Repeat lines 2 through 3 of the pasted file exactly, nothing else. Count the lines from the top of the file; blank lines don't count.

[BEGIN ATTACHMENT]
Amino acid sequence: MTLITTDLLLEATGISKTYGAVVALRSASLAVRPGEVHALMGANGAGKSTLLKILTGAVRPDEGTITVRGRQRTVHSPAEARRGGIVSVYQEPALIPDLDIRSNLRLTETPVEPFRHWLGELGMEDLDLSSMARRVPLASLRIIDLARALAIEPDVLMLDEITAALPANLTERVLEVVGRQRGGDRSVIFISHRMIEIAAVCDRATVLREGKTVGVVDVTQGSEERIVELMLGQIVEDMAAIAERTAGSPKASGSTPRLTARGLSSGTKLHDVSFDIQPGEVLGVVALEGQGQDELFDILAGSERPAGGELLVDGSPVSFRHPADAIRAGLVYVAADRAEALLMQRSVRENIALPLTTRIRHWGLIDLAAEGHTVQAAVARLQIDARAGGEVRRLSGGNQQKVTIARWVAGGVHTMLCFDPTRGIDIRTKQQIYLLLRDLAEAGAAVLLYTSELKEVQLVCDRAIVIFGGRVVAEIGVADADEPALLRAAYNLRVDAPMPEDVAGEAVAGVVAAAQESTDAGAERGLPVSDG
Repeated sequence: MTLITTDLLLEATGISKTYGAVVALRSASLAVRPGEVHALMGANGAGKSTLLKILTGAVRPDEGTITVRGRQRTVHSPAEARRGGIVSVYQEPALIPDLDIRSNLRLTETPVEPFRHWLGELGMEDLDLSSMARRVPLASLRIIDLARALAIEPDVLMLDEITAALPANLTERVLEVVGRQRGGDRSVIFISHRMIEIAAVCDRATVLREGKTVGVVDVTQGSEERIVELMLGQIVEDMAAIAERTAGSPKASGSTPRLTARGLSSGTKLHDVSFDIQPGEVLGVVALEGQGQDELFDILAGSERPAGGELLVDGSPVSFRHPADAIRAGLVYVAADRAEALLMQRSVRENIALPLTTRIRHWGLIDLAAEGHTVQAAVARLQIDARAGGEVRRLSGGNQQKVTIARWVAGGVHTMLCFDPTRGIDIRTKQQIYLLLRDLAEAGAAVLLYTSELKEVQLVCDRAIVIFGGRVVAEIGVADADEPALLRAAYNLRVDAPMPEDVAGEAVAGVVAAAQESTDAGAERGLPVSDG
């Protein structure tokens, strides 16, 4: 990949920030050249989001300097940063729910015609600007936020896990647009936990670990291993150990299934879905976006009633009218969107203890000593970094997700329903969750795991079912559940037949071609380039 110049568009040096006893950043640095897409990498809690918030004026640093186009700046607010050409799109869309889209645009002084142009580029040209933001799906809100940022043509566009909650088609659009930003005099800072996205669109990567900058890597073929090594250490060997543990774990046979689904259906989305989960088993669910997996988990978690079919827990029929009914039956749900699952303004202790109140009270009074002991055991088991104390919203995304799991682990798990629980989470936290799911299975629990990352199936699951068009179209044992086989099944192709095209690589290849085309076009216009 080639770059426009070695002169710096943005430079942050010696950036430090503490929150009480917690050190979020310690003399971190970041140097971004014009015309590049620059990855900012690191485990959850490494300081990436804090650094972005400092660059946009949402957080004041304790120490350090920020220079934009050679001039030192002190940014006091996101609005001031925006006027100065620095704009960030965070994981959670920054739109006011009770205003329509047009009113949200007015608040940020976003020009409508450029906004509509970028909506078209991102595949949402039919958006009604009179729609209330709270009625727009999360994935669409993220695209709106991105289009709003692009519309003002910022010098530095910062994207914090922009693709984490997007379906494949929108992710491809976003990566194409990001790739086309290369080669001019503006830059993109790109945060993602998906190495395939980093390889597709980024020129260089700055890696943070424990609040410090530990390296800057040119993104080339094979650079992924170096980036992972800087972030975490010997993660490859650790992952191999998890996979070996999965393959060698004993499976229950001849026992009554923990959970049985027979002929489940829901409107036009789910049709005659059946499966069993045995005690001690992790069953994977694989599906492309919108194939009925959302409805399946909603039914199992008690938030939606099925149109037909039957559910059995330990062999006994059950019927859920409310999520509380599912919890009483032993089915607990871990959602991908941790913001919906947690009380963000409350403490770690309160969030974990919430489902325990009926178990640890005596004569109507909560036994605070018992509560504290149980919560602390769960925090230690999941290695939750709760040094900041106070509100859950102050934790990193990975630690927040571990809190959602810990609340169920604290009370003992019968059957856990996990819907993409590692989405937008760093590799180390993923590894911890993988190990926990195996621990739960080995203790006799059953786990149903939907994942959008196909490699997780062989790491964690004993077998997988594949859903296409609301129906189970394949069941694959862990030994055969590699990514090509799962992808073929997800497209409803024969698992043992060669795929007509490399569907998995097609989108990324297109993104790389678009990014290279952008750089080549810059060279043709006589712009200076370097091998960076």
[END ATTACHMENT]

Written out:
Repeated sequence: MTLITTDLLLEATGISKTYGAVVALRSASLAVRPGEVHALMGANGAGKSTLLKILTGAVRPDEGTITVRGRQRTVHSPAEARRGGIVSVYQEPALIPDLDIRSNLRLTETPVEPFRHWLGELGMEDLDLSSMARRVPLASLRIIDLARALAIEPDVLMLDEITAALPANLTERVLEVVGRQRGGDRSVIFISHRMIEIAAVCDRATVLREGKTVGVVDVTQGSEERIVELMLGQIVEDMAAIAERTAGSPKASGSTPRLTARGLSSGTKLHDVSFDIQPGEVLGVVALEGQGQDELFDILAGSERPAGGELLVDGSPVSFRHPADAIRAGLVYVAADRAEALLMQRSVRENIALPLTTRIRHWGLIDLAAEGHTVQAAVARLQIDARAGGEVRRLSGGNQQKVTIARWVAGGVHTMLCFDPTRGIDIRTKQQIYLLLRDLAEAGAAVLLYTSELKEVQLVCDRAIVIFGGRVVAEIGVADADEPALLRAAYNLRVDAPMPEDVAGEAVAGVVAAAQESTDAGAERGLPVSDG
């Protein structure tokens, strides 16, 4: 990949920030050249989001300097940063729910015609600007936020896990647009936990670990291993150990299934879905976006009633009218969107203890000593970094997700329903969750795991079912559940037949071609380039 110049568009040096006893950043640095897409990498809690918030004026640093186009700046607010050409799109869309889209645009002084142009580029040209933001799906809100940022043509566009909650088609659009930003005099800072996205669109990567900058890597073929090594250490060997543990774990046979689904259906989305989960088993669910997996988990978690079919827990029929009914039956749900699952303004202790109140009270009074002991055991088991104390919203995304799991682990798990629980989470936290799911299975629990990352199936699951068009179209044992086989099944192709095209690589290849085309076009216009 080639770059426009070695002169710096943005430079942050010696950036430090503490929150009480917690050190979020310690003399971190970041140097971004014009015309590049620059990855900012690191485990959850490494300081990436804090650094972005400092660059946009949402957080004041304790120490350090920020220079934009050679001039030192002190940014006091996101609005001031925006006027100065620095704009960030965070994981959670920054739109006011009770205003329509047009009113949200007015608040940020976003020009409508450029906004509509970028909506078209991102595949949402039919958006009604009179729609209330709270009625727009999360994935669409993220695209709106991105289009709003692009519309003002910022010098530095910062994207914090922009693709984490997007379906494949929108992710491809976003990566194409990001790739086309290369080669001019503006830059993109790109945060993602998906190495395939980093390889597709980024020129260089700055890696943070424990609040410090530990390296800057040119993104080339094979650079992924170096980036992972800087972030975490010997993660490859650790992952191999998890996979070996999965393959060698004993499976229950001849026992009554923990959970049985027979002929489940829901409107036009789910049709005659059946499966069993045995005690001690992790069953994977694989599906492309919108194939009925959302409805399946909603039914199992008690938030939606099925149109037909039957559910059995330990062999006994059950019927859920409310999520509380599912919890009483032993089915607990871990959602991908941790913001919906947690009380963000409350403490770690309160969030974990919430489902325990009926178990640890005596004569109507909560036994605070018992509560504290149980919560602390769960925090230690999941290695939750709760040094900041106070509100859950102050934790990193990975630690927040571990809190959602810990609340169920604290009370003992019968059957856990996990819907993409590692989405937008760093590799180390993923590894911890993988190990926990195996621990739960080995203790006799059953786990149903939907994942959008196909490699997780062989790491964690004993077998997988594949859903296409609301129906189970394949069941694959862990030994055969590699990514090509799962992808073929997800497209409803024969698992043992060669795929007509490399569907998995097609989108990324297109993104790389678009990014290279952008750089080549810059060279043709006589712009200076370097091998960076």